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# 3 Simulation of Single Electron Devices

The computer is the primary research instrument of the sciences.
Heinz Pagels

...in real life mistakes are likely to be irrevocable. Computer simulation, however, makes it economically practical to make mistakes on purpose. If you are astute, therefore, you can learn much more than they cost. Furthermore, if you are at all discreet, no one but you need ever know you made a mistake.
John McLeod and John Osborn

The real danger is not that computers will begin to think like men, but that men will begin to think like computers.
S. J. Harris

In order to understand the behavior of single-electron devices and circuits one has to solve the many body problem of carriers tunneling and interacting with each other. The dependence of this carrier transport and interaction on applied bias voltages gives the characteristics with which one can understand the circuit behavior and assess possible applications and limitations.

Analytical solutions of the carrier transport in single-electron circuits are only possible for circuits with few junctions such as the double junction or SET transistor [53], or symmetric devices such as a one-dimensional array of tunnel junctions [13] [22] [80]. For more complex circuits and for the consequences of co-tunneling the obvious thing to do is numerical simulation. A SET circuit may be described with a Master Equation (ME) (see Section 3.2) which is a conservation law for all probabilities of states a circuit can occupy. A ME is a standard means of describing stochastic processes. Basically there are two distinct ways for a numerical solution of a ME. Either one tries to solve the ME directly, that is to solve the equation for the probability density function, or one simulates the stochastic process by letting one or more particles jump from state to state according to the transition probabilities. From a sufficient set of samples, the desired statistical properties and quantities can be calculated. We refer to the former as the ME approach and to the latter as the Monte Carlo (MC) method.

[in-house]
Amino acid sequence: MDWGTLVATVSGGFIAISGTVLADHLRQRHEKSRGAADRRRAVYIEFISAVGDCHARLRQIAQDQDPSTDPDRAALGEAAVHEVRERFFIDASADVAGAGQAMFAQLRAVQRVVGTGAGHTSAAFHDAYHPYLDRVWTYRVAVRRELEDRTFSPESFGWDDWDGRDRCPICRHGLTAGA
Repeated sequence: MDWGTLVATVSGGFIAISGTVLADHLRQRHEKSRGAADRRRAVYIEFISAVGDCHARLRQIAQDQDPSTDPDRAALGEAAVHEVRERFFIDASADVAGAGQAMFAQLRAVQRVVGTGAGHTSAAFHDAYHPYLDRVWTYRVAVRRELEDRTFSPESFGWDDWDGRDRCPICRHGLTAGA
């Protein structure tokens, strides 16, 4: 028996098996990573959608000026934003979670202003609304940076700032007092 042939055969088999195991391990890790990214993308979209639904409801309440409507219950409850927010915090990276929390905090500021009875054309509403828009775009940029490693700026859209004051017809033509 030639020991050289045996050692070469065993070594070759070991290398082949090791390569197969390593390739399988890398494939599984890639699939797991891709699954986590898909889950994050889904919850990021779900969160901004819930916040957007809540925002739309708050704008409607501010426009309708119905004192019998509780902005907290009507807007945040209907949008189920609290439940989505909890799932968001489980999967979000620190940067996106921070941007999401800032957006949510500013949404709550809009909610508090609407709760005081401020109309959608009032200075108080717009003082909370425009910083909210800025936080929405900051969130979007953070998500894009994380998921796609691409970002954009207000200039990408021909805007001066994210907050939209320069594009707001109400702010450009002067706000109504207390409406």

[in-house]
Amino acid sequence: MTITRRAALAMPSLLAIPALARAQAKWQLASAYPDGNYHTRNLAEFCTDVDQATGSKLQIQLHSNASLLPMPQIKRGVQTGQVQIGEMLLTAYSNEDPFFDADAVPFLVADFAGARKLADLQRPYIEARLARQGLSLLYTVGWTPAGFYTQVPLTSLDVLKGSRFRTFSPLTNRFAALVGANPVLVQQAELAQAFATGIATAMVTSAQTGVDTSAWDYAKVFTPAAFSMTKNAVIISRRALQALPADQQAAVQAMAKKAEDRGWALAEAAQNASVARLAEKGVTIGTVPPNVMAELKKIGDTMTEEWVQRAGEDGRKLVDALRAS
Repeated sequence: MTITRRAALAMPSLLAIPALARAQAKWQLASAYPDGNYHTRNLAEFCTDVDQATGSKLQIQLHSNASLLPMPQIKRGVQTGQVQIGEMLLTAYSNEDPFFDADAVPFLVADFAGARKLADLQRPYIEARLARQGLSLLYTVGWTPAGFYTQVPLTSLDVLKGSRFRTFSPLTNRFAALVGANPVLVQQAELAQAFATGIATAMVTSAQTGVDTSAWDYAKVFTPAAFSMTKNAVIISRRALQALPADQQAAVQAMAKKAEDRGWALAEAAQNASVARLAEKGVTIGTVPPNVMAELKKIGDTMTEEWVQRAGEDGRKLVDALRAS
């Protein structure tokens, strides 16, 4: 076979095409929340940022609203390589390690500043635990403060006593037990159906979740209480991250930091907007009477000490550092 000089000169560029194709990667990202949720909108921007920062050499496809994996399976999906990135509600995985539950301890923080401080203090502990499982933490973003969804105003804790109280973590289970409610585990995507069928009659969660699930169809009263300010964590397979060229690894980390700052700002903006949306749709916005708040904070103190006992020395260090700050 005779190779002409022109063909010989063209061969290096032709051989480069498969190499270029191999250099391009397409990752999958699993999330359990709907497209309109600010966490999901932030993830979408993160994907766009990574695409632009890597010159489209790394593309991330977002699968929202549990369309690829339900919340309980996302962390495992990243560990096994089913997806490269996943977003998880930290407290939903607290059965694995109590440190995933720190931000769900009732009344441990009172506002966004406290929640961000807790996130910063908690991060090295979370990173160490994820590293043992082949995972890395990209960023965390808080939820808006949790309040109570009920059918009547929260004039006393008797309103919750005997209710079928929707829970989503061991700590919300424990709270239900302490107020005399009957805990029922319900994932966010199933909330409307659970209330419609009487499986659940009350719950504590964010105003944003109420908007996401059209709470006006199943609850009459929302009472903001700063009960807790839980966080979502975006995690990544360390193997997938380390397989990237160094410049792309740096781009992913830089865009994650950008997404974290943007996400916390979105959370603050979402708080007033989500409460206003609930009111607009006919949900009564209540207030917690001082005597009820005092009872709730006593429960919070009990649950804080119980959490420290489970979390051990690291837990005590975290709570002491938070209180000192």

Only few publications deal with the simulation of single-electron devices. N. Bakhvalov et al. [13] was the first to follow a MC approach, and E. Ben-Jacob et al. [16] suggested a ME method, as an appropriate technique applicable to single-electron devices. From time to time simulation results were published [4] [18] [66], but implementation details, limitations and assumptions of employed simulators were not always obvious. S. Roy explained in more detail his MC analysis tools [97] which were developed from the study of linear arrays of tunnel junctions. He briefly explains an interesting semi-automatic approach to determine stable and instable regions of zero temperature operation. It is based on the critical voltage method from Section 3.1.5. L. Fonseca et al. developed a ME simulator called SENECA which is explained in [32]. They focused especially on co-tunneling and how to simulate it correctly and efficiently. M. Kirihara et al. [61] describe briefly the MC simulation method and give simulation results of basic logic circuits. H. Fukui et al. [34] and S. Amakawa et al. [3] also focused on logic circuits and studied in particular single-electron inverters. They developed similar tools to the one S. Roy describes, namely the calculation of stable and instable operation regions for zero temperature and a MC simulator. R. Chen developed the single-electron MC simulator MOSES which is described briefly in [17].

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Christoph Wasshuber